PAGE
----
and embryo formation in relation to the distribution of a seed-
transmitted strain (MI-1) and a non-seed-transmitted strain (NSP) in
the reproductive tissues.
The strain MI-1 - present in the megaspore and pollen mother cells as
well as in the egg and pollen,
the strain NSP was never found in these cells.
After fertilization, plasmodesmata were not observed between
developing embryos and the surrounding tissues.
The presence of MI- l in megaspore and pollen mother cells preceded
the development of a callose layer and disappearance of
plasmodesmata separating megaspore mother cells and pollen
mother cells from parental tissues just before meiosis.
seed transmission was determined by the ability of BSMV to invade
male and female reproductive meristems very early in their
development, thereby infecting the embryo indirectly .
Direct Embryo Invasion
The pea cv. Vedette.
Movement of PSbMV in developing pods and seeds was monitored by
ELISA, immuno-cytochemistry, and in situ hybridization.
it was detected in the funiculus prior to fertilization, unfertilized
After fertilization detected in the developing testa and endosperm and
in the embryonic suspensor.
pectocellulosic wall devoid of
contact point between the testa and the suspensor was suggested as a
likely route of entry.
virus may be able to traverse the cell wall between the testa and the
suspensor by an as yet unidentified mechanism.
may be :
it may be able to induce formation of new plasmodesmata, thus
allowing direct invasion of the embryo.
The callose layer is incomplete around the newly formed embryo sac.
Stage of infection
Before flowering : TRSV in bean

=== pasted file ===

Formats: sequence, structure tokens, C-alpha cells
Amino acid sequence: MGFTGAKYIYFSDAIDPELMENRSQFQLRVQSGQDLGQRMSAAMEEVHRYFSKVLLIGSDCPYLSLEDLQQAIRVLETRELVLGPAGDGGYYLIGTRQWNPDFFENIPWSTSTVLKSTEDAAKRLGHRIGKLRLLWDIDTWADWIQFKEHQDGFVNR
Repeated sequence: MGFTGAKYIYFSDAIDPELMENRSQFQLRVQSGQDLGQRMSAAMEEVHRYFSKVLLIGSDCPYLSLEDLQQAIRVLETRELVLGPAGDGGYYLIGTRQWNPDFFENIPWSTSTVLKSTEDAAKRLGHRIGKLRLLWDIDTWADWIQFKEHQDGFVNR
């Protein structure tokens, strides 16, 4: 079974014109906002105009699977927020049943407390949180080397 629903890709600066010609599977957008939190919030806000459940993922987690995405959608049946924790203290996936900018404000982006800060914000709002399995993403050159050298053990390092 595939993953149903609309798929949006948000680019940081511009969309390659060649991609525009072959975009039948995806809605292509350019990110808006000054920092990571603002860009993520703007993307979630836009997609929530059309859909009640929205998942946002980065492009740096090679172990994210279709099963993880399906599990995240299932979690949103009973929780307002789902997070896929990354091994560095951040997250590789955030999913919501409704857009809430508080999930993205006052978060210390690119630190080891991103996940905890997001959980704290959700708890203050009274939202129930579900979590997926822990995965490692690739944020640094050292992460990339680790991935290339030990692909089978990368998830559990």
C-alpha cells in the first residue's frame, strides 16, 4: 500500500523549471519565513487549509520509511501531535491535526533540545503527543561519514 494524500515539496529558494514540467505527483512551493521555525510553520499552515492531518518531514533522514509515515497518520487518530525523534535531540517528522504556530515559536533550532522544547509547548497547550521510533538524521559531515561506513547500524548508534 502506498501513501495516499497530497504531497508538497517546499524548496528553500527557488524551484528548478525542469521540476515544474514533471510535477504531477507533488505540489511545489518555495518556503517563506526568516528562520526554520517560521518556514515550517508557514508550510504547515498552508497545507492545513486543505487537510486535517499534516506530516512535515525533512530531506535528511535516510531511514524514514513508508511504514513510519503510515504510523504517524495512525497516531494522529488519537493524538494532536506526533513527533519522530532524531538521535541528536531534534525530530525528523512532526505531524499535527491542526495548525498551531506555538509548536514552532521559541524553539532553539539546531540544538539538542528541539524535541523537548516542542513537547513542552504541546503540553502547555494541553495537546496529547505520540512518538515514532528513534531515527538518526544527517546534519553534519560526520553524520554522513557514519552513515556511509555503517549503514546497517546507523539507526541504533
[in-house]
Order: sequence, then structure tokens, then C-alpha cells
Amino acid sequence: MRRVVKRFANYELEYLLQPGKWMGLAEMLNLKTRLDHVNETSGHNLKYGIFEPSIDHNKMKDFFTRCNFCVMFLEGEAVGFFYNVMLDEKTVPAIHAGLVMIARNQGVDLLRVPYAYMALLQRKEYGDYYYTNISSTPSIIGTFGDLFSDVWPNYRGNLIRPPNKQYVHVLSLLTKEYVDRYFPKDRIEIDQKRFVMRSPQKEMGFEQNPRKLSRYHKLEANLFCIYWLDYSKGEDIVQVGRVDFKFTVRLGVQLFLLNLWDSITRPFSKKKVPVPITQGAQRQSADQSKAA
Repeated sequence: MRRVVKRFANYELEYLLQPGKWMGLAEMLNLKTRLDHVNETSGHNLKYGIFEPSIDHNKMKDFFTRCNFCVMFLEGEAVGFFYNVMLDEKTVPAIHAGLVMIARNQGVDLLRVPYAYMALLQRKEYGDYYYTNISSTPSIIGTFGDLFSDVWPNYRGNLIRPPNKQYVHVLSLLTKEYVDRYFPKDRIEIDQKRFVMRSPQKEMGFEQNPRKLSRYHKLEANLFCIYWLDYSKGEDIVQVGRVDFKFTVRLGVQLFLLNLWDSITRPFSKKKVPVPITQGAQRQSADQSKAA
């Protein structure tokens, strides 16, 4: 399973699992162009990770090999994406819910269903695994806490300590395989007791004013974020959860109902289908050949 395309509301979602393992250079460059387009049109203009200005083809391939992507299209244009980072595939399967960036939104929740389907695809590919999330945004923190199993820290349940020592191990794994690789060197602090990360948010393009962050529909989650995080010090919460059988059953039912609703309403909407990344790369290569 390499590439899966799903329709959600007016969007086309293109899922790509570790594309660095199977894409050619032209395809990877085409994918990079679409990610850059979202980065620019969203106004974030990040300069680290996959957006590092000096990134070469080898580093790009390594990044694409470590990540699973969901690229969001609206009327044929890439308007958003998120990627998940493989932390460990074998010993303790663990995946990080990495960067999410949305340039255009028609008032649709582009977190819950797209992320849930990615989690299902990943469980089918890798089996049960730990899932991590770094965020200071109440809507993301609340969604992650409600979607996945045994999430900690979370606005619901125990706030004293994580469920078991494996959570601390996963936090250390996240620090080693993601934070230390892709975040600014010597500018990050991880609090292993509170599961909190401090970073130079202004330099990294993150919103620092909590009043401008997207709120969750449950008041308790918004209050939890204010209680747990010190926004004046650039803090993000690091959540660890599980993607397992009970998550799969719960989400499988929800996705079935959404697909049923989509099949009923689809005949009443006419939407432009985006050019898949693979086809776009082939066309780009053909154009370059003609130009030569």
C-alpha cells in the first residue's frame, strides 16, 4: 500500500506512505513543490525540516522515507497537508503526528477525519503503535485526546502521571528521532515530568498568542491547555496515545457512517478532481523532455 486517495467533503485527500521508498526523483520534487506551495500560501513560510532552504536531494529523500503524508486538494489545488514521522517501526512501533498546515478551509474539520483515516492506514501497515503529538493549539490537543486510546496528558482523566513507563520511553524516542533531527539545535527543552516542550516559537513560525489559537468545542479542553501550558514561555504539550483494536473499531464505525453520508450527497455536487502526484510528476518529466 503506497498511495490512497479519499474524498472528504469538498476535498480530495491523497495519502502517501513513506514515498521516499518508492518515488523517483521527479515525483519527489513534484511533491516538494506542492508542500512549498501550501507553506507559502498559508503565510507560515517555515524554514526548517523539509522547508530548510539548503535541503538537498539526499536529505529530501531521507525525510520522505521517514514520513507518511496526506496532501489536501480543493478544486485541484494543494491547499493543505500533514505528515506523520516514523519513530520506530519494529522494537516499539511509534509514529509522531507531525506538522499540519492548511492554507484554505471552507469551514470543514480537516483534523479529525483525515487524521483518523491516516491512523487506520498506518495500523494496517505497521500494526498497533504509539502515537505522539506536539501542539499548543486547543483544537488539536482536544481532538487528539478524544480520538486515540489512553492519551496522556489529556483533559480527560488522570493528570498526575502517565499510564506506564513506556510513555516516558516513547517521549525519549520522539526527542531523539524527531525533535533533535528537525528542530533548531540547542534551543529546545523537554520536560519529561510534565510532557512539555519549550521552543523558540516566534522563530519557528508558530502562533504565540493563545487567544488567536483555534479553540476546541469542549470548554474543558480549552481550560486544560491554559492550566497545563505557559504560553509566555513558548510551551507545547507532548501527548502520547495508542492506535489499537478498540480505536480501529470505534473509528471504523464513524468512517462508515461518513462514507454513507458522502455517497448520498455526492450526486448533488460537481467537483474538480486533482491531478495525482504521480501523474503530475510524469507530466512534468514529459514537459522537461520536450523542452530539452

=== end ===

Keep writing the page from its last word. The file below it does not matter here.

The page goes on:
cytoplasmic separation of the developing embryo from maternal
tissue . High transmission
Age of the plant : ULCV in urad bean
Genetics of seed transmission
Potyvirus genome-linked protein (VPg) – PsbMV.
CP and HC-Pro coding regions – PsbMV.
”b protein – BSMV.
physico–chemical properties and RNA secondary structure – TSV
(Mel 40 and Mel F).
Tripartite RNA particles – BSMV.
VIRUS LONGIVITY IN SEED
BCMV in bean seed - 30 - 36 years,
sowbane mosaic virus in Chenopodium murale for 14 years,
PNRSV in Prunus pensylvanica for 6 years.
Squash mosaic (SqMV) in Cucurbita pepo and TRSV in soybean for
over 5 years.
SMV and CpAMV - 2–3 years in legume seeds.
TMV in tomato seed - 9 years.
Subramanya Sastry (2013), Seed-borne Plant Virus Diseases,
Bennett w.c , Seed transmission of plant viruses,ars california
Elisabeth Johansen et al.,(1994) Seed transmission of viruses:
Current Perspectives, Annu. Rev. Phytopathol. 32:363—M
Paul Neergaard,(1969), seed borne disease, phytosanitory
inspection in Africa, 380-389
Yang A.F, Hamilton R.I (1974), The Mechanism of Seed
Transmission of Tobacco Ringspot Virus in Soybean, Virology 62,